Homeless in city of birth: 3 out of 5 Indians without roof not migrants
Three in five homeless people surveyed across 15 Indian cities have said they were born in the city they now live in, a situation implying families trapped in destitution down the generations.
A strong caste link too has emerged, with Dalits accounting for over a third of the homeless, double their share of India’s population.
The European Union-funded study by the NGOs Indo-Global Social Service Society and Organisation Functioning For Eytham’s Respect (Offer) surveyed 4,382 homeless people in 15 cities across five states.
Of the 40 per cent among the homeless that were migrants, 78.9 per cent had migrated in search of livelihood, followed by 13.7 per cent who did so because of family conflict.
That 60 per cent of the homeless were natives of their city indicated an “inter-generation cycle of urban poverty and homelessness” of populations that face a “continuous struggle to secure their rights and entitlements,” says the survey report, released on Thursday to mark World Homeless Day.
The survey found that the Scheduled Castes (36 per cent) made up the highest proportion of the urban homeless, followed by the Scheduled Tribes (23 per cent), Other Backward Classes (21 per cent) and the rest (20 per cent).
“It clearly shows that the caste system in India makes people economically, socially and politically deprived and pushes them to the margins and an inhuman condition,” says the report.
About 70.5 per cent of the homeless surveyed had some form of identification, and 66.4 per cent had Aadhaar.
Voter cards were found with 39.5 per cent, among whom 94 per cent cast their votes. This was way higher than the turnout witnessed in the previous Lok Sabha polls, which at 67.11 per cent was still a record high.
Yet, despite their high voting percentage, 77.7 per cent of the homeless received none of their entitlements from the government, the survey notes.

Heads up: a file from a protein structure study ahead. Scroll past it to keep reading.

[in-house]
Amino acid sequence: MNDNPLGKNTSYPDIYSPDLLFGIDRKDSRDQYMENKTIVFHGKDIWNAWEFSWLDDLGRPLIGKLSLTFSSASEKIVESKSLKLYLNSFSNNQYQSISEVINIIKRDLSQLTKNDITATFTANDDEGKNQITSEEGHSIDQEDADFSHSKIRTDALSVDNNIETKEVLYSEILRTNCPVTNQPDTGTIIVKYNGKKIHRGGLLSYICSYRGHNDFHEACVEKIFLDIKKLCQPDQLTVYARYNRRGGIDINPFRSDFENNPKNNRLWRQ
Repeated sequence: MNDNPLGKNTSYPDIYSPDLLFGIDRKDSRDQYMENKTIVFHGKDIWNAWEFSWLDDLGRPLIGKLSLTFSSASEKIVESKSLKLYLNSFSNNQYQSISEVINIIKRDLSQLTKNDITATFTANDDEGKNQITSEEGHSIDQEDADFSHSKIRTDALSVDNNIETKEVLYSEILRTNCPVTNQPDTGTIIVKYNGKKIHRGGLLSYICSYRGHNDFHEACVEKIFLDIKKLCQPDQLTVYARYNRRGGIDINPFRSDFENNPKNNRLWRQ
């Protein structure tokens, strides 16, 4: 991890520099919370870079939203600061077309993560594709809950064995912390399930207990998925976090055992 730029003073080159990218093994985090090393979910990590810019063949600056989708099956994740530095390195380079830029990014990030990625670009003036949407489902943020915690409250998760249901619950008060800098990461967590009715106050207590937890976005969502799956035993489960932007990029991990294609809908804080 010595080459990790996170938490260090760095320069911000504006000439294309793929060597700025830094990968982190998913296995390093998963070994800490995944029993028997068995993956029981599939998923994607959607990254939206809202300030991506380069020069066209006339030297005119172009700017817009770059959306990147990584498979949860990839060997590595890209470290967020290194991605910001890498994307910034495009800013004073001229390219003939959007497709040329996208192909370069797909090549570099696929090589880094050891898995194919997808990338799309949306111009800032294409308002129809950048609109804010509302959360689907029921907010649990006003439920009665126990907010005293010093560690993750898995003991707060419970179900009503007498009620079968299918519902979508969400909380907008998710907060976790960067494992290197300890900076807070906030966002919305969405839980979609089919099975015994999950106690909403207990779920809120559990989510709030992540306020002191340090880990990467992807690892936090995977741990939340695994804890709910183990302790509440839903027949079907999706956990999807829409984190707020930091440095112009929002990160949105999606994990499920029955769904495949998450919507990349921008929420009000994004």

Only 18.1 per cent could access subsidised food rations, and 12 per cent used the homeless shelters.
Among the reasons the rest cited for not using these shelters were poor living conditions (19.5 per cent), lack of space (11.8 per cent), lack of access to shelters specific to their gender or family needs (3.1 per cent) unwelcome treatment at shelters (8 per cent), lack of basic amenities (7 per cent), harassment (2.4 per cent) and the fear of theft (8.4 per cent).
Only 58.4 per cent of the homeless had access to health services, and 17.5 per cent of them lived more than 4km away from the nearest health facility.
About 79 per cent had been evicted for squatting, mostly by municipal bodies and the police. Some 14.7 per cent reported harassment — by the police (67 per cent of the respondents) and criminals (39 per cent), which means some faced harassment from both. Most of the harassment was in the form of verbal abuse.
About 17.5 per cent of the homeless survived by begging and 82.1 per cent were day labourers, with construction workers accounting for the highest share of 23.6 per cent.
The report recommends that the policy makers begin “thinking beyond shelters and start imagining possible ways of ensuring housing continuum and… the homeless (people’s) access to the basic services and entitlements as envisaged in the present policy schemes”.
It speaks of the “acute need to support and encourage programmes like vocational training and skill building….”
The cities surveyed were Patna, Gaya, Muzaffarpur, Ranchi, Dhanbad, Jamshedpur, Chennai, Madurai, Coimbatore, Visakhapatnam, Guntur, Vijayawada, Mumbai, Pune and Nashik.